- The Washington Times - Wednesday, November 29, 2006

In previous years, the Conference of the Parties to the United Nations Framework Convention on Climate Change earlier this month would have been a non-event, at least as far as the vast majority of Americans are concerned. And in terms of its practical output, the meetings in Nairobi, Kenya lived up to this lofty historical standard.

But while the session failed to achieve one of its key goals, establishing a time frame for setting future greenhouse gas emission reduction targets, its context appears to have whetted the appetite of a global environmental movement hungry to bring the United States into the Kyoto Protocol or another binding international system of targets and timetables. A key element of that context was the previous week’s elections in the United States, which produced a tasty and long-awaited appetizer — a Democrat-controlled Congress. Nevertheless, anyone hoping to see Washington agree to binding limits on emissions is likely to leave the table unsatisfied.

A letter to President Bush from Democratic Sens. Jeff Bingaman, Barbara Boxer and Joseph Lieberman provoked particular excitement at the international gathering. In the letter, the incoming chairs of the Senate’s Energy, Environment, Homeland Security and Government Affairs committees announced their intention to establish mandatory limits on greenhouse gases in the United States. The three will also likely hold high-profile hearings on the topic — a major change from the Republican Congress. And pressure is growing outside of Washington too, not least in California, where newly re-elected Gov. Arnold Schwarzenegger has given considerable attention to climate change, including through high-profile engagement with British Prime Minister Tony Blair.

Mr. Bush is clearly not ignorant of the growing political importance of the climate issue — but just as clearly has his own views on how to address it. During his conciliatory post election press conference, Mr. Bush twice referred to energy policy, rather than climate, as an area in which he expected to work with congressional Democrats. Since then, other White House officials have repeated and expanded this theme while focusing predominantly on policies to reduce American dependence on imported oil through incentives to encourage the use of alternative fuels. Despite a sharp drop in prices after months of three-dollar-a-gallon gasoline, this issue still resonates with voters (in part because it is tied to U.S. engagement in the Middle East, including Iraq) — and the use of ethanol and other biofuels could reduce America’s net greenhouse-gas emissions too.

Interestingly, a number of powerful Democrats may not object to Mr. Bush’s approach. In key swing states such as Michigan, Ohio, West Virginia and Pennsylvania, some will likely fear that the call for targets and timetables to reduce greenhouse-gas emissions could put excessive pressure on struggling U.S. automakers and the coal industry — and, in turn, on union members worried about their jobs.

So, what to expect? First and foremost, do not expect any move back into negotiations on the Kyoto Protocol or another Kyoto-style international agreement between now and 2008. Domestically oriented legislation establishing binding targets and timetables is similarly quite unlikely during this period, though there is some talk of a mandatory carbon intensity target — limiting emissions per unit of gross domestic product — an approach proposed by the bipartisan National Commission on Energy Policy that builds on the voluntary metric the administration already uses as a centerpiece of its domestic climate policies.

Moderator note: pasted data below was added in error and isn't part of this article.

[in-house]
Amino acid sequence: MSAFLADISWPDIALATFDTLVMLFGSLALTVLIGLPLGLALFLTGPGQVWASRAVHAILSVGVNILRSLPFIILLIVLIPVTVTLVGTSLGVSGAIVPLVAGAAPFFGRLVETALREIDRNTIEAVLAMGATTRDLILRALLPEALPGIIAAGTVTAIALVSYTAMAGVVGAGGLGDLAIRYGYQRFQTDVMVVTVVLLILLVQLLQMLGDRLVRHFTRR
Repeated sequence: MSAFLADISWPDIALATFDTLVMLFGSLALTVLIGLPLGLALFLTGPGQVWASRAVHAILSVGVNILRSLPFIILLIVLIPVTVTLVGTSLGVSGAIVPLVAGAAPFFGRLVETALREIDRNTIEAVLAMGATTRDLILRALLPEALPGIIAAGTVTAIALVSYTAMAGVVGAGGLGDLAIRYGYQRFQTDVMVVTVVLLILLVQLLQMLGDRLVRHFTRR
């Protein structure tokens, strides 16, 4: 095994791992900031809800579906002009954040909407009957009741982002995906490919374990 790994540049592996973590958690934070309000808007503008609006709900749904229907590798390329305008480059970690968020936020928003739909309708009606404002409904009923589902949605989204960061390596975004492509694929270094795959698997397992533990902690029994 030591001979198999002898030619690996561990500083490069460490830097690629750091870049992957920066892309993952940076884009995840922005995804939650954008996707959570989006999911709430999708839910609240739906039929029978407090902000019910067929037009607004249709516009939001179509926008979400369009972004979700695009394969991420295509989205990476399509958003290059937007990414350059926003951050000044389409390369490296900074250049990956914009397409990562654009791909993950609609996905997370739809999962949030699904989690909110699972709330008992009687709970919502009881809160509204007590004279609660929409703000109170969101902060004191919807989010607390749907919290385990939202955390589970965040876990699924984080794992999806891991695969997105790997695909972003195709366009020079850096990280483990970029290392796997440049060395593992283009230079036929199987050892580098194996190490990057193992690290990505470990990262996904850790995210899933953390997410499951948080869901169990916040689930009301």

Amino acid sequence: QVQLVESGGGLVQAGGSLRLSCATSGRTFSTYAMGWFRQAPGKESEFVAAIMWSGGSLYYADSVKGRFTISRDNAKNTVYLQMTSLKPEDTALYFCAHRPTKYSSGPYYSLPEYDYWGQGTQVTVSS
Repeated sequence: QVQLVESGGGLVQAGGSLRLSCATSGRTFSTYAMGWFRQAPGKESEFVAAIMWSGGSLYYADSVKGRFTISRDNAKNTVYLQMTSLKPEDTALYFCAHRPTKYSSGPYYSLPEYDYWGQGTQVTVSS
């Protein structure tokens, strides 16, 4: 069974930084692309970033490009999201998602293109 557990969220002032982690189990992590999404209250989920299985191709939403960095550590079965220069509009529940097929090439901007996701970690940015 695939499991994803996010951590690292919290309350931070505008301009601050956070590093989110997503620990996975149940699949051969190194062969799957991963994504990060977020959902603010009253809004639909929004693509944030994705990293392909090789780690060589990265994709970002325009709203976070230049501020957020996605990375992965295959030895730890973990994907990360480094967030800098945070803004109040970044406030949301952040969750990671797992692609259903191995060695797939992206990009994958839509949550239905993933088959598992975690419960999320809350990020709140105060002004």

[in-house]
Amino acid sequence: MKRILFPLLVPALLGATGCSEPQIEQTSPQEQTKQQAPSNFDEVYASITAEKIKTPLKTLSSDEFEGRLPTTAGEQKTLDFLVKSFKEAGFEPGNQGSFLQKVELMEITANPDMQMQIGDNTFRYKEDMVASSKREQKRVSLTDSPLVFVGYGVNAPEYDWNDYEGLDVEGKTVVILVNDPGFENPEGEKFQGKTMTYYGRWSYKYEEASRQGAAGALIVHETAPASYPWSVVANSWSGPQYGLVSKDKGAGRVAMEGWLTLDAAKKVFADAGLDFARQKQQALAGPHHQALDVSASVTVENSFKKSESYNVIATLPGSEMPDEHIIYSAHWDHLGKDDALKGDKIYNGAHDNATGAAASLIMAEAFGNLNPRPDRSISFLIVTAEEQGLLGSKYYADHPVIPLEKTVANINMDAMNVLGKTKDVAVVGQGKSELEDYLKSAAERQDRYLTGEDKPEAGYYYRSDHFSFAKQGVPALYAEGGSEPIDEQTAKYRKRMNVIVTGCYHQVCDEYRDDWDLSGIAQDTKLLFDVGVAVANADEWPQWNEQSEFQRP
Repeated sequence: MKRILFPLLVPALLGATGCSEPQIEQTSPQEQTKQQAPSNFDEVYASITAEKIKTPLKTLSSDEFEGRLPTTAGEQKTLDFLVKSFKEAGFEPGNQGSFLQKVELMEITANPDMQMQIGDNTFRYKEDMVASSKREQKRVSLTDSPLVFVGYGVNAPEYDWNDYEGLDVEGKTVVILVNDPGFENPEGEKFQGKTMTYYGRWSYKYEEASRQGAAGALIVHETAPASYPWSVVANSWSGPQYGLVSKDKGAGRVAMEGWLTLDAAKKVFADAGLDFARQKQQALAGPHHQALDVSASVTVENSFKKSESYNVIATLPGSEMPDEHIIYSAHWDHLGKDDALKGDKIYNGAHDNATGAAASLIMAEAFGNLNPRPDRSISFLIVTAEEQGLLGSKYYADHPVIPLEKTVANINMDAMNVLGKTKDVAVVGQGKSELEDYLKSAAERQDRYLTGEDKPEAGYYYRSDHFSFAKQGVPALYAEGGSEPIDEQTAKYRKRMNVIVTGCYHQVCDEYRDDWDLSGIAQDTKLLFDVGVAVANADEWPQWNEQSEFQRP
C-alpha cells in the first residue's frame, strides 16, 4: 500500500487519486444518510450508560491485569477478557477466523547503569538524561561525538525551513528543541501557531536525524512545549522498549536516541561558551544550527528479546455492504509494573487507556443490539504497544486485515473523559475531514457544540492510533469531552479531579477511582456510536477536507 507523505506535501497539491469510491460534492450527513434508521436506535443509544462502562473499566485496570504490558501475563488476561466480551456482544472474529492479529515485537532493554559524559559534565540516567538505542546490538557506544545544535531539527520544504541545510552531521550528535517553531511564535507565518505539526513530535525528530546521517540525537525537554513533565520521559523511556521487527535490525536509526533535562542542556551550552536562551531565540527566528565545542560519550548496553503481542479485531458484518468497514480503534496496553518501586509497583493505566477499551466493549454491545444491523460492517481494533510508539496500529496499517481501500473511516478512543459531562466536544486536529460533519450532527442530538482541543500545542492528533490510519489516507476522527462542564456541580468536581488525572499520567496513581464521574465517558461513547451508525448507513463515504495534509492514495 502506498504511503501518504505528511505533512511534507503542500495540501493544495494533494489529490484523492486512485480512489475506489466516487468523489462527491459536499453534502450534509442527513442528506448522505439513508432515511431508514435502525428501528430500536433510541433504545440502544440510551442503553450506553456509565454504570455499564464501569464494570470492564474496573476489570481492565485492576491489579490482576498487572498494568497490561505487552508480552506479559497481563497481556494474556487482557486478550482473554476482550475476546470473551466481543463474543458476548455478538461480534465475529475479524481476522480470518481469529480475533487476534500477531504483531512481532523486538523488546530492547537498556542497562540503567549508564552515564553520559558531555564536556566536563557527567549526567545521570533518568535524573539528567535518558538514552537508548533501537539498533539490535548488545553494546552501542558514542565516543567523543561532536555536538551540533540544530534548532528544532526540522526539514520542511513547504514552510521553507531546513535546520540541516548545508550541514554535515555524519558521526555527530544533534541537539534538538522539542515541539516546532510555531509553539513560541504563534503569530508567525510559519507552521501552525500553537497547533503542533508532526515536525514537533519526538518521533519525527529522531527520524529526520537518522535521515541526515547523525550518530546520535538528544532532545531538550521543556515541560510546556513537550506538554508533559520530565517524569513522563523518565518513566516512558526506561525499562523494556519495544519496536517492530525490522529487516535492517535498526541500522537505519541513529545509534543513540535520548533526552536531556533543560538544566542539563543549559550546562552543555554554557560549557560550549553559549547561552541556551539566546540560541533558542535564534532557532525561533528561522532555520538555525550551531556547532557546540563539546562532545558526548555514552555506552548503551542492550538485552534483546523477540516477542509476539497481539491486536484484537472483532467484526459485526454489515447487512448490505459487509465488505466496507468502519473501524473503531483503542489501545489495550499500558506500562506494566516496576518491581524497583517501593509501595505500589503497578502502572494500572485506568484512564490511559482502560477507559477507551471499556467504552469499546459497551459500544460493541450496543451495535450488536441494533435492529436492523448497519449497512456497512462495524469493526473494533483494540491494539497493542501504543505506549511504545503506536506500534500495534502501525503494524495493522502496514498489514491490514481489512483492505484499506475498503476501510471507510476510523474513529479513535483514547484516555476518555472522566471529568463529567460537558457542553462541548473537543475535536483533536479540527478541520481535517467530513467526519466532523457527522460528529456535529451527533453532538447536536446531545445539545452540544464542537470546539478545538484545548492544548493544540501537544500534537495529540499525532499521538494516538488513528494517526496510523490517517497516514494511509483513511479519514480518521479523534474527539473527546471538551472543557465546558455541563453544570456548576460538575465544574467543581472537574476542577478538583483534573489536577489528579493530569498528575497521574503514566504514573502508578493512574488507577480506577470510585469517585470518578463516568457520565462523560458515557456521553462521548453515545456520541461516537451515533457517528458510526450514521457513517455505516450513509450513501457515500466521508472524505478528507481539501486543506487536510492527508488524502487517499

The incoming Senate will not be so different from the Senate that rejected the premise of Kyoto in 1997. And even if the new Democratic majority were fully committed to the Kyoto approach, which it is unlikely to be, a 51-vote majority is simply insufficient to advance what would surely be controversial legislation. Senate Democrats can only get the 60 votes necessary to defeat a filibuster with the full support of their own caucus and significant support from Republicans. In fact, the post election balance of power could give Republican moderates in the Senate a major role in shaping the agenda. Sen. John McCain, who has longstanding interest in the climate issue and has worked closely with Mr. Lieberman, could be especially important.

The Bush administration has an opportunity — and, in fact, a need — to work with the Congress to identify pragmatic solutions that address both energy security and greenhouse-gas emissions. But policies to reduce emissions will be linked to energy policy and may be more a welcome by-product of those efforts than a policy-making focus in their own right. Internationally, the focus will likely remain on scientific and technical collaboration to develop and deploy cleaner energy sources.

The key in developing bipartisan (and therefore successful) legislation on climate change will be to take a pragmatic approach, driven by new technologies and incentives, that does not impose an undue economic burden. Anything else will mean more hot air.

Paul J. Saunders is executive director of the Nixon Center and associate publisher of the National Interest. Vaughan C. Turekian is chief international officer at the American Association for the Advancement of Science. They served together as advisers to the undersecretary of state for democracy and global affairs during the Bush administration.



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